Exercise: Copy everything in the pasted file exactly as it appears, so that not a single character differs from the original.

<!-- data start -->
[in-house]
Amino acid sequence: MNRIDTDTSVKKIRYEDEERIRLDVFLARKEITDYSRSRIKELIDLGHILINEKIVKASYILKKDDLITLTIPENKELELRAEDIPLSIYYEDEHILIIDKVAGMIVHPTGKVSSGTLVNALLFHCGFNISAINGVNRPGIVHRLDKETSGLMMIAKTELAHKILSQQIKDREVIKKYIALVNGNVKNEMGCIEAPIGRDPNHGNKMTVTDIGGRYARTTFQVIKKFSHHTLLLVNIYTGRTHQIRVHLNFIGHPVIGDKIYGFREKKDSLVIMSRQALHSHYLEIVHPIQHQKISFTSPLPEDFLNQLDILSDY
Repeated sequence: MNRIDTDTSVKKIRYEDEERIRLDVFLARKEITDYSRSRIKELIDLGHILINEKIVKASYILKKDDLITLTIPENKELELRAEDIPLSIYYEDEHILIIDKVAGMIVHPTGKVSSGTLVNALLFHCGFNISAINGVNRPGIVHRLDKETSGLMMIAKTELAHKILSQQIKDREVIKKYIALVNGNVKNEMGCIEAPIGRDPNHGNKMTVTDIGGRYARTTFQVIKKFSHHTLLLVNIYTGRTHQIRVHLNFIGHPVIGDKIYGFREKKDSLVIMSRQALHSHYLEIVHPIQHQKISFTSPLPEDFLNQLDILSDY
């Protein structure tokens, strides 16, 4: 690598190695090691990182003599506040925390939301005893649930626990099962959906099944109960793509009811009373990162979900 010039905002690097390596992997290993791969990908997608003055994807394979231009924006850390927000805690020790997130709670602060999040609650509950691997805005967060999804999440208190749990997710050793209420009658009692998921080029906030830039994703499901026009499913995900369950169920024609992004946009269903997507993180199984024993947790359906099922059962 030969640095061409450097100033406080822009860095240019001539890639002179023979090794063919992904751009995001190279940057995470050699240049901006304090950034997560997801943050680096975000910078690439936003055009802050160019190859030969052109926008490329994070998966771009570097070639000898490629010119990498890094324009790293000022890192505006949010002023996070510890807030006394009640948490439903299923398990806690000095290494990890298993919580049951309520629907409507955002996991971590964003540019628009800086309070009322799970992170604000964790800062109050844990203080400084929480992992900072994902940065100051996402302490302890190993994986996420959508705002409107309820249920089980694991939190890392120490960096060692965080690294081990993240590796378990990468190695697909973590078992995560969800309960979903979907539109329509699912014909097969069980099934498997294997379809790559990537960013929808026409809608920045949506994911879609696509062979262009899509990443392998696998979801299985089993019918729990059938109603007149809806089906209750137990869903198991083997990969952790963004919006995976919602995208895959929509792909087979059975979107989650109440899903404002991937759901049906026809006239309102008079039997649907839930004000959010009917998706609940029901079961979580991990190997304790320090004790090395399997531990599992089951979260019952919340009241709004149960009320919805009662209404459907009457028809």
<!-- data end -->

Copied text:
[in-house]
Amino acid sequence: MNRIDTDTSVKKIRYEDEERIRLDVFLARKEITDYSRSRIKELIDLGHILINEKIVKASYILKKDDLITLTIPENKELELRAEDIPLSIYYEDEHILIIDKVAGMIVHPTGKVSSGTLVNALLFHCGFNISAINGVNRPGIVHRLDKETSGLMMIAKTELAHKILSQQIKDREVIKKYIALVNGNVKNEMGCIEAPIGRDPNHGNKMTVTDIGGRYARTTFQVIKKFSHHTLLLVNIYTGRTHQIRVHLNFIGHPVIGDKIYGFREKKDSLVIMSRQALHSHYLEIVHPIQHQKISFTSPLPEDFLNQLDILSDY
Repeated sequence: MNRIDTDTSVKKIRYEDEERIRLDVFLARKEITDYSRSRIKELIDLGHILINEKIVKASYILKKDDLITLTIPENKELELRAEDIPLSIYYEDEHILIIDKVAGMIVHPTGKVSSGTLVNALLFHCGFNISAINGVNRPGIVHRLDKETSGLMMIAKTELAHKILSQQIKDREVIKKYIALVNGNVKNEMGCIEAPIGRDPNHGNKMTVTDIGGRYARTTFQVIKKFSHHTLLLVNIYTGRTHQIRVHLNFIGHPVIGDKIYGFREKKDSLVIMSRQALHSHYLEIVHPIQHQKISFTSPLPEDFLNQLDILSDY
């Protein structure tokens, strides 16, 4: 690598190695090691990182003599506040925390939301005893649930626990099962959906099944109960793509009811009373990162979900 010039905002690097390596992997290993791969990908997608003055994807394979231009924006850390927000805690020790997130709670602060999040609650509950691997805005967060999804999440208190749990997710050793209420009658009692998921080029906030830039994703499901026009499913995900369950169920024609992004946009269903997507993180199984024993947790359906099922059962 030969640095061409450097100033406080822009860095240019001539890639002179023979090794063919992904751009995001190279940057995470050699240049901006304090950034997560997801943050680096975000910078690439936003055009802050160019190859030969052109926008490329994070998966771009570097070639000898490629010119990498890094324009790293000022890192505006949010002023996070510890807030006394009640948490439903299923398990806690000095290494990890298993919580049951309520629907409507955002996991971590964003540019628009800086309070009322799970992170604000964790800062109050844990203080400084929480992992900072994902940065100051996402302490302890190993994986996420959508705002409107309820249920089980694991939190890392120490960096060692965080690294081990993240590796378990990468190695697909973590078992995560969800309960979903979907539109329509699912014909097969069980099934498997294997379809790559990537960013929808026409809608920045949506994911879609696509062979262009899509990443392998696998979801299985089993019918729990059938109603007149809806089906209750137990869903198991083997990969952790963004919006995976919602995208895959929509792909087979059975979107989650109440899903404002991937759901049906026809006239309102008079039997649907839930004000959010009917998706609940029901079961979580991990190997304790320090004790090395399997531990599992089951979260019952919340009241709004149960009320919805009662209404459907009457028809």